Your journey to discover your family history begins with you. Start by collecting records, documents, letters, photographs and other memorabilia about you and your immediate family. Look at the information they provide – names, dates and places – and begin organizing that data. Your analysis of that information will generate questions like what happened to Uncle Harry or is “Aunt” Sarah really our aunt. Use these questions to develop your own research goals. First you decide what you want to learn more about, then you develop a plan to discover that information. Your plan might include a list of people to talk to along with the questions you want to ask them. You may need to visit a local courthouse and look at property or probate records. And, as you collect information, it could answer your questions as well as generate new ones.
Prove that you exist (Birth Certificate, Bible record, Census record, etc.). In doing your genealogy research try to find family Bibles, old photographs, letters, yearbooks, etc. If possible, talk to your closest older relatives. Don’t forget your distant cousins. Ask questions that will jog others’ memories. Utilize old photographs and family heirlooms. Ask older relatives what they remember about their parents and grandparents. Write letters to others who share your surname if it’s uncommon.
Genealogy research is a fascinating pastime. It can also be a very distracting one. Often your research will stumble on interesting tidbits unrelated to the topic you are currently searching and distract you from your original task. Setting goals helps you stay focused. If that distraction could be useful to your research, bookmark it so you can find it again later.
Set up a system that you can use and that others can understand such as a good computer program. Record what you know. Develop your note-taking skills to include documenting the source of every information item you collect. This is necessary to insure you can find the original later and to help you evaluate its value to your research.
Work with others. Join a genealogical society. Network with other researchers online, by telephone or by mail. Visit cemeteries, libraries and archives. Have fun!
A computer isn’t necessary for genealogy research, but it certainly helps. Today, many people are finding portable devices such as the iPad or Kindle Fire are affordable research tools. Your local public library offers computers with access to the Internet for their patrons. Even if you do have a computer, your library is one of your best sources for information. Stop by to see what reference material is available. Even a library that claims not to have a genealogy section will have many reference works such as city directories, local regional history books, biographies, etc. that will help you in your research. There are a number of digital archives offering both free and subscription access. Often your local library has access to those archives at no cost.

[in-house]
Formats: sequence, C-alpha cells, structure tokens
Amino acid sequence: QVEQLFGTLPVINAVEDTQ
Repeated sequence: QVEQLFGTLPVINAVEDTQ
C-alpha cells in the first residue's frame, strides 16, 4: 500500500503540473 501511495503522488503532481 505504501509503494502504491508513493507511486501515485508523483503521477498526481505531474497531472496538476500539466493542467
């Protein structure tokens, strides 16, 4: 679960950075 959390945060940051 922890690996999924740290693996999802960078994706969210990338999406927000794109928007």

Genealogy 101 serves as a clearinghouse for resources that can help you in your research efforts. There’s an amazing amount of articles, lessons, online presentations and other material available online that can help improve you research skills. The goal here is to collect and organize that material so you can easily find it.
A good place to get a quick overview of the basic research principles is the FamilySearch 5 Minute Genealogy
lessons.There are a number of video lessons, each lasting only 5 minutes, covering the basics of genealogy research. Each lesson includes the video, a downloadable handout and a challenge. This series is focused on using the FamilySearch platform and online family tree – all of them free to use.
The FamilySearch platform is sponsored by The Church of Jesus Christ of Latter-Day Saints (the Mormons) and is available for all to use. It offers a number of useful services and programs to support your research efforts including a growing database of digitized historical records and catalog of available records that have not yet been digitized. Their new online Family Tree allows users to add individuals and connect with ancestors that have been added by others.
Another collaborative effort is the Research Wiki – a fabulous research reference for all areas of genealogy research written and updated by FamilySearch users. These services are free to all. You will need to create an account to use any of the services.
This is a directory of everything genealogy that can be found online. For almost 20 years, Cyndi has built and maintained this amazing list by herself with a small crew of volunteers. It should be your first stop to discover what’s available on a particular subject.
These online platforms offer access to huge collections of historical genealogy records – at a price. Many also offer additional services like learning centers and collaboration tools. These sites include Ancestry which contains online historical records and user entered family trees, Fold3 for military records from the US Revolutionary War to recent wars and International records, and American Ancestors from the New England History Genealogical Society which provides access to New England historical records, published genealogies, and periodicals.
People tend to dismiss the Library of Congress when doing research. Did you know that it has a collection of published genealogies, and books on genealogy; many of can be downloaded to your computer, mobile phone and other devices?